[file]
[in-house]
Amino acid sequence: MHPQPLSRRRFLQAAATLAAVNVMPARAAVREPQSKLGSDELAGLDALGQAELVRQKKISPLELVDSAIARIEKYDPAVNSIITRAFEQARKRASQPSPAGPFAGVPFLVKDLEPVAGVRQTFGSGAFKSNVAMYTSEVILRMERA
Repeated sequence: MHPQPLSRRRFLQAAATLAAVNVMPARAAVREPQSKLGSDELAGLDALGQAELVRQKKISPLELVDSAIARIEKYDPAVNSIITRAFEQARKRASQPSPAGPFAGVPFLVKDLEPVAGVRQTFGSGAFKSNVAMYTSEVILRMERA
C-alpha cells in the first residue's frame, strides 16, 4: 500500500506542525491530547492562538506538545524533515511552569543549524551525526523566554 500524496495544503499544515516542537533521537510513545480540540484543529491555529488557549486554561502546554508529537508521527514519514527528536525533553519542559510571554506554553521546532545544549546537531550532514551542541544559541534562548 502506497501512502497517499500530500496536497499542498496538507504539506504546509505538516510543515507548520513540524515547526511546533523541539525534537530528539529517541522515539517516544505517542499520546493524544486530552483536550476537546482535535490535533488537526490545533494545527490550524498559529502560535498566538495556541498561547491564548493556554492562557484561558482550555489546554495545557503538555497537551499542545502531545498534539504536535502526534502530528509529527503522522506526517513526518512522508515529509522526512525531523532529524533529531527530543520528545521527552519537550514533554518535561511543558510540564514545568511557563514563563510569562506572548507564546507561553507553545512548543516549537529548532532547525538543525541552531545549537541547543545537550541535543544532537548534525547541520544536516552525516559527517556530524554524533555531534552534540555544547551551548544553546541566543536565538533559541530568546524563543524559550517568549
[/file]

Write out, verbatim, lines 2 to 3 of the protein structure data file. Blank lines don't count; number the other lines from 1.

Amino acid sequence: MHPQPLSRRRFLQAAATLAAVNVMPARAAVREPQSKLGSDELAGLDALGQAELVRQKKISPLELVDSAIARIEKYDPAVNSIITRAFEQARKRASQPSPAGPFAGVPFLVKDLEPVAGVRQTFGSGAFKSNVAMYTSEVILRMERA
Repeated sequence: MHPQPLSRRRFLQAAATLAAVNVMPARAAVREPQSKLGSDELAGLDALGQAELVRQKKISPLELVDSAIARIEKYDPAVNSIITRAFEQARKRASQPSPAGPFAGVPFLVKDLEPVAGVRQTFGSGAFKSNVAMYTSEVILRMERA